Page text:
Starring Norma Talmadge and Ronald Colman
July 1926

Here is a rattling good number for Norma Talmadge. While the star does not quite come up to expectations in the role made famous by Lenore Ulric on the stage, she, nevertheless, shows that she is a good girl as well as a first-rate comedienne. The piece is "gagged" more than the original stage version. But it is so filled with situations, slap-stick and laughs that there's no chance for it to fail.

Norma goes Normand or Fazenda in the way she falls over couches, gets kicked out in the alley, kicks a valet around and carries on like a roughneck -- and there is so much doing that one doesn't think how trifling is the plot.

The piece follows the original in all of its essential points and presents the love of a street gamine for a theatrical manager. It calls for the play of quick wits on Kiki's part, but she gets away with it -- because she is a good girl. The supporting cast is good -- with Ronald Colman, Marc MacDermott and others contributing first-rate performances.

Starring Norma Talmadge and Ronald Colman
June 1926

Norma Talmadge is a comedienne now. And a comedienne of such charm and whimsicality that you are going to love her even more than you did in "Smilin' Through" and other lachrymose dramas.

She is funny and sad and gawky and gay all in one.

And once in a rare while, just to show you she still can cry, she allows you to see a glistening tear about to descend. But it's gone in a moment, and the new Norma struts across the room in a form-accentuating skirt and hastily thumbs her nose at a pursuing landlady. She even slides down the banister and indulges in a hair-pulling fight with Gertrude Astor, with whom she battles for Ronald Colman's cinema love.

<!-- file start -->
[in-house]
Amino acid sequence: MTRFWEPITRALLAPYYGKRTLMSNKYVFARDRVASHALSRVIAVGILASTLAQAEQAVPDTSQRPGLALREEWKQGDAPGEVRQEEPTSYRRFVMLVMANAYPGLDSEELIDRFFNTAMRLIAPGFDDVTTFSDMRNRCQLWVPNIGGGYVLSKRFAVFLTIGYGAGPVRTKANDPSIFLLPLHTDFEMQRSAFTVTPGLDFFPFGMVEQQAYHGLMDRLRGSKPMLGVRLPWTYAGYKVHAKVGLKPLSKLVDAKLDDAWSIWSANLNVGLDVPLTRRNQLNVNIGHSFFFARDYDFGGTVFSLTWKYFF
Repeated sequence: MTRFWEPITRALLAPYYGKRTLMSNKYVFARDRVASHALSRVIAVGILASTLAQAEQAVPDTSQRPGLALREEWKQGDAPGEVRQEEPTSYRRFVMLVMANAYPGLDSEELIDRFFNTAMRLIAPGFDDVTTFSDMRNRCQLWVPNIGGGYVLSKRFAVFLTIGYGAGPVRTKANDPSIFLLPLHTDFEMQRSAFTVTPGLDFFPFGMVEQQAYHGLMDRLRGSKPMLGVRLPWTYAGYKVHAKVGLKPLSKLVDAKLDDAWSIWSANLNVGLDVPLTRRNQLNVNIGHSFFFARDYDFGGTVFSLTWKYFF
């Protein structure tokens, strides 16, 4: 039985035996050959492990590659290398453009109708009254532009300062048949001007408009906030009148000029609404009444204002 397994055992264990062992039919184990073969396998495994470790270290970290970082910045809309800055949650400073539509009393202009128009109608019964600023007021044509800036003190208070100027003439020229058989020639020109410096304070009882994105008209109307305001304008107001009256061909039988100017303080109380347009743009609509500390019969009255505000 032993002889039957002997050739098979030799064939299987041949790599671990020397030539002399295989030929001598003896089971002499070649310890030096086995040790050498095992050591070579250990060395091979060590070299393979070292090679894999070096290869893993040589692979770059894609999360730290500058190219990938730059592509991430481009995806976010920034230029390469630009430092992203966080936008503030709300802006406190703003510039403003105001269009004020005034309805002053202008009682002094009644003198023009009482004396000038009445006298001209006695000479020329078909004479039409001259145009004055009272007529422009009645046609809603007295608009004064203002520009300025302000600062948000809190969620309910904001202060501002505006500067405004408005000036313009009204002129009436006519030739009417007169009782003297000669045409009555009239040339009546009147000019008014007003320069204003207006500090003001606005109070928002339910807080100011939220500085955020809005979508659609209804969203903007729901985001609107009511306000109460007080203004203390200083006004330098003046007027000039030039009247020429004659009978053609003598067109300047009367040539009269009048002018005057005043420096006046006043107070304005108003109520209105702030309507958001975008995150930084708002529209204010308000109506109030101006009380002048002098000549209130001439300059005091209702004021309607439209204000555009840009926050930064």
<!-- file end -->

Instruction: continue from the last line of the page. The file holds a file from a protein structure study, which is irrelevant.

Norma, you see, is Kiki of the widely-seen stage success. If you do not know the story, it's all about an awkward little Paris street gamin with theatrical inclinations, fanned to a fervent flame by love for a Parisian theatrical manager, admirably played by Ronald Colman. But Ronald is enamoured of Gertrude Astor, his leading lady, and before Norma wins Ronald, she battles Gertrude, succumbs momentarily to the able wiles of Marc McDermott who plots with Gertrude, and finally lapses into a tremendously funny mock fainting spell from which Ronald is called upon to revive her.

It's from the French farce by Savoir - with a script by Hans Kraely - and the cast is excellent, which means funny George K. Arthur, too.

That Clarence Brown of splendid "Goose Woman" fame directed it, speaks for itself. Invite the children over eighteen to go with you.

For more information, see "Kiki" as our "Feature of the Month"

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